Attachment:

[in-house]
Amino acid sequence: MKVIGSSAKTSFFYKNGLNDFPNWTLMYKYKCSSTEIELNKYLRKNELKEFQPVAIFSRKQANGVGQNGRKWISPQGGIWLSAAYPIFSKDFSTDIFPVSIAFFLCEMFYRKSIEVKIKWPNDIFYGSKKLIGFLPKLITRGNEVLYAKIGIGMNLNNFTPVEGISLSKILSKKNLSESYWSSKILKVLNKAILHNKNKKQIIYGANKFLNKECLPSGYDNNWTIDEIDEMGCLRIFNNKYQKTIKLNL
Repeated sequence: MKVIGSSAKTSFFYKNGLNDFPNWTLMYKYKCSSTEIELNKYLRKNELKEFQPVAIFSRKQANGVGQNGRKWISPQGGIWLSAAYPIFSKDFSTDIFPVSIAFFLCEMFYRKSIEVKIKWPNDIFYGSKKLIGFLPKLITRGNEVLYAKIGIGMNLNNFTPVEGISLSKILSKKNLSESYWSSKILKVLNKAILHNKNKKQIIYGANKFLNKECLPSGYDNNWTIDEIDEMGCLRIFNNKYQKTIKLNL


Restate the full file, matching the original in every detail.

[in-house]
Amino acid sequence: MKVIGSSAKTSFFYKNGLNDFPNWTLMYKYKCSSTEIELNKYLRKNELKEFQPVAIFSRKQANGVGQNGRKWISPQGGIWLSAAYPIFSKDFSTDIFPVSIAFFLCEMFYRKSIEVKIKWPNDIFYGSKKLIGFLPKLITRGNEVLYAKIGIGMNLNNFTPVEGISLSKILSKKNLSESYWSSKILKVLNKAILHNKNKKQIIYGANKFLNKECLPSGYDNNWTIDEIDEMGCLRIFNNKYQKTIKLNL
Repeated sequence: MKVIGSSAKTSFFYKNGLNDFPNWTLMYKYKCSSTEIELNKYLRKNELKEFQPVAIFSRKQANGVGQNGRKWISPQGGIWLSAAYPIFSKDFSTDIFPVSIAFFLCEMFYRKSIEVKIKWPNDIFYGSKKLIGFLPKLITRGNEVLYAKIGIGMNLNNFTPVEGISLSKILSKKNLSESYWSSKILKVLNKAILHNKNKKQIIYGANKFLNKECLPSGYDNNWTIDEIDEMGCLRIFNNKYQKTIKLNL